During my junior high and high school years I was intensely involved with science fiction fandom, although I never wrote any science fiction myself. I ran into a phenomenon called “filk songs,” folk songs rewritten with humorous lyrics. I wrote a few of those which were moderately successful, getting some practice in creating rhymed lines for an audience.
At Brooklyn College I studied poetry in literature classes. I earned an honors degree in Creative Writing (which I never used for any purpose), but my interest then was in writing fiction. I wrote a parody of T.S. Eliot’s “The Hollow Men” (which I didn’t like) called “The Fallow Men,” and as I recall it had a few clever lines in it. (I also wrote a parody of Kafka’s “The Trial,” which I admired tremendously.)
My interest in poetry remained relatively mild. My first date with my first wife was a memorial to Theodore Roethke, but I think I was mostly trying to impress her. In the late Sixties I had some correspondence with Roethke’s widow Beatrice Lushington about publishing a reading of his on my Parnassus LP label. Just before we were ready to go to print, she finally heard from Caedmon that they were interested in the recording, so I told her to go with them since they would sell a lot more copies.
From time to time through my adult life, some poetry or other would catch my attention. I wasn’t closed to it. But it wasn’t a major pursuit of mine.
The disastrous close of a brief toxic romance in 1983 got me started writing songs. I was still playing the piano in those days and I started performing them, along with favorites by other songwriters like Randy Newman, Warren Zevon, and Little Richard. I wrote a lot of song lyrics over a period of a few years, more than a hundred of them. But song lyrics aren’t poems.
In 1997, I moved from my long term rental of “Big Pink” in Saugerties to another house nearby which I was able to buy. Not long after I moved into the new house, I started having terrible nightmares about death. They happened only in that house, not when I stayed at Tara’s, and usually during midday naps rather than at night. But they were really frightening. Eventually, I hired a psychic I knew slightly. She told me I was being haunted by the spirit of a child who had been killed on my property, probably several hundred years earlier, and she did something to set the child’s spirit free. I didn’t believe in any of this, but the little ceremony she performed set something free in my psyche and the nightmares stopped.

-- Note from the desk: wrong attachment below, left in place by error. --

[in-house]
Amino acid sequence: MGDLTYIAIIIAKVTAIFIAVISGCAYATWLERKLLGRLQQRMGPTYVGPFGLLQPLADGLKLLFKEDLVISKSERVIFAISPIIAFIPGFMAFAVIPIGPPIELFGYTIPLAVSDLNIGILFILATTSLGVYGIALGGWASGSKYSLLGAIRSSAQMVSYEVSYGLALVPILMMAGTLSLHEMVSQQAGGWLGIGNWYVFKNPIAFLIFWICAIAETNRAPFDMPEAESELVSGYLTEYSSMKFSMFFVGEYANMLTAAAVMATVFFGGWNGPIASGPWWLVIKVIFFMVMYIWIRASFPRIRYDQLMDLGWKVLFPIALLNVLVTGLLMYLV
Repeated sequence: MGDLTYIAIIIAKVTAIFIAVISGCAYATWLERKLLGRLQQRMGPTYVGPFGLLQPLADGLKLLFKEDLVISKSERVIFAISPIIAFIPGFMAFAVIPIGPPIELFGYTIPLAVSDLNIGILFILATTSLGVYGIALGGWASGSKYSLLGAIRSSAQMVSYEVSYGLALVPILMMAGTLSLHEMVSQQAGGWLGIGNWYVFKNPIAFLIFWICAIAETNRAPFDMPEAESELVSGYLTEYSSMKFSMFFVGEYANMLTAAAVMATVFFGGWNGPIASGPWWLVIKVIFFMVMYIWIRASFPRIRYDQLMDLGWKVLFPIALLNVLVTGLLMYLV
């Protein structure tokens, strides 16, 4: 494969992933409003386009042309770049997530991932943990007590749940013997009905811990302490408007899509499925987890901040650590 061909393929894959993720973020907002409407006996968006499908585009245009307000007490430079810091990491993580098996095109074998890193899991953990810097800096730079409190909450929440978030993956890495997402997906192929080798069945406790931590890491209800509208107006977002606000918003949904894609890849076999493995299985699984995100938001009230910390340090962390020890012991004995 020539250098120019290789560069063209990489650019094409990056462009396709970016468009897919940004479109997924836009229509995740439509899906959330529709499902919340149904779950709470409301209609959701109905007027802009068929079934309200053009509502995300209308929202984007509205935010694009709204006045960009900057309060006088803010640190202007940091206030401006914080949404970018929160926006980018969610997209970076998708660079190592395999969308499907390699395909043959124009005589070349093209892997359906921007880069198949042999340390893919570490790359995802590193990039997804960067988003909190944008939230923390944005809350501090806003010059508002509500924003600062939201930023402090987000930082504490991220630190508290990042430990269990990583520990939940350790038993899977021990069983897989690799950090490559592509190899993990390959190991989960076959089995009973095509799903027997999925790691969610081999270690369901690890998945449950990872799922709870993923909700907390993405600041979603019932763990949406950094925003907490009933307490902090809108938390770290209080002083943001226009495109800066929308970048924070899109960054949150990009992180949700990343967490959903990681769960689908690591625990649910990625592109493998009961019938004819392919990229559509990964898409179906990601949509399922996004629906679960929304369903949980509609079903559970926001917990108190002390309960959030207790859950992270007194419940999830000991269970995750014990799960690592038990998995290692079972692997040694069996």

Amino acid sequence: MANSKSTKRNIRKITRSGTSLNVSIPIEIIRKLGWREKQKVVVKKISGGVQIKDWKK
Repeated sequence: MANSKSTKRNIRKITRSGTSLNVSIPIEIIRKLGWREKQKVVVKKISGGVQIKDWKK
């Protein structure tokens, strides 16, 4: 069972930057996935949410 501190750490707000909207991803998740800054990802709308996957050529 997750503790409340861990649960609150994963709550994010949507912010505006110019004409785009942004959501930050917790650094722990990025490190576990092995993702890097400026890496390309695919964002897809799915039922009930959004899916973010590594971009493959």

During the nightmare period, though, I started writing poems. They were all about death and dying. As I read them now, they don’t seem particularly bad work for a novice poet, although I wouldn’t want most of them exposed. My favorite was one I wrote after a walk through an ancient cemetery near my parents’ house on Cape Cod. I saw several tombstones that were no longer legible at all, and I sat down on a bench and wrote:
I have been dead so long
even the stone cannot remember my name.
You think I wait beneath the earth
to feel your footfall,
but it is not so. I fly above my grave
where I can smell the salt and hear the waves
and watch you, looking down,
fearing when you will join me.
Shortly before the nightmare period, I had become interested in another poet, J.J. Clarke. The Woodstock Times, for which I wrote music reviews (and still do), used to run work by local poets, and Clarke’s poems knocked me out. He used to read once a year at the old Woodstock Poetry Society, back in its glory days when Bob Wright was running it. I went to hear him, which proved a great but intimidating experience. The poems were wonderful, and his reading was the most powerful I’d ever heard.
After the reading I bought a chapbook, and had James inscribe it for me. He recognized my name immediately, and it turned out that he had been a regular listener to my radio program in the 1980s. He asked me if I wrote poems, and I told him I had just started but they weren’t much good. He invited me to send me some. Apparently, he saw more talent in them than I did, because he sent them back with comments and suggestions and invited me to send more.
This was the beginning of a mentoring relationship which went on for several years. James was an experienced teacher–he taught poetry at Ulster County Community College for 25 years–and his comments were extremely useful. I also got a lot of useful feedback from my wife Tara, who had read much more poetry than I had and had already written some wonderful poems herself, most of which she never showed to anyone.